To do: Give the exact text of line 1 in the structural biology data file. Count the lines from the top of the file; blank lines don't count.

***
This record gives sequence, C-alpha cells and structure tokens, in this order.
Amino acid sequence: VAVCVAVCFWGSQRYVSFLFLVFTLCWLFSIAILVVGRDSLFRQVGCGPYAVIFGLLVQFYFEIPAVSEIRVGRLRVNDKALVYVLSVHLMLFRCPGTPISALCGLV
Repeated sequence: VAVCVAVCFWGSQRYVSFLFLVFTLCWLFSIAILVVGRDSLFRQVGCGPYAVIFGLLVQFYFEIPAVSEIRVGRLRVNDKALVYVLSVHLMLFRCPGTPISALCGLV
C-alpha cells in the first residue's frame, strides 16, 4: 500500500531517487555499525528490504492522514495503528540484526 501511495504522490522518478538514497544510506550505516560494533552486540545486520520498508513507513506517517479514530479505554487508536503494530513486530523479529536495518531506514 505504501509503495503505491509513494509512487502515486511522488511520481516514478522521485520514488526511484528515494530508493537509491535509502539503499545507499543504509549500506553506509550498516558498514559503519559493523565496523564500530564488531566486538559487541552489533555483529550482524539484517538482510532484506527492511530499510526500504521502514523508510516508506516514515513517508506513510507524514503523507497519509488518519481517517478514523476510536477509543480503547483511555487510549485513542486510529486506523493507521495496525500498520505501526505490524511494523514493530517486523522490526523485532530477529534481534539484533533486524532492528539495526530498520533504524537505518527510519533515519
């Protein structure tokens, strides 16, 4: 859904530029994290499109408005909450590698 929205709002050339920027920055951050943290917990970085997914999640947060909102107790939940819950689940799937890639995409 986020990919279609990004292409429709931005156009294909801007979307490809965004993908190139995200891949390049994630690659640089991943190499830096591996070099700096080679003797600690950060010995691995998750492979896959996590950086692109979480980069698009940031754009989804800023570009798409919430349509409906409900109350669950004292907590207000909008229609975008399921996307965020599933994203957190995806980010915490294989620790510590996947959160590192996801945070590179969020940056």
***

This record gives sequence, C-alpha cells and structure tokens, in this order.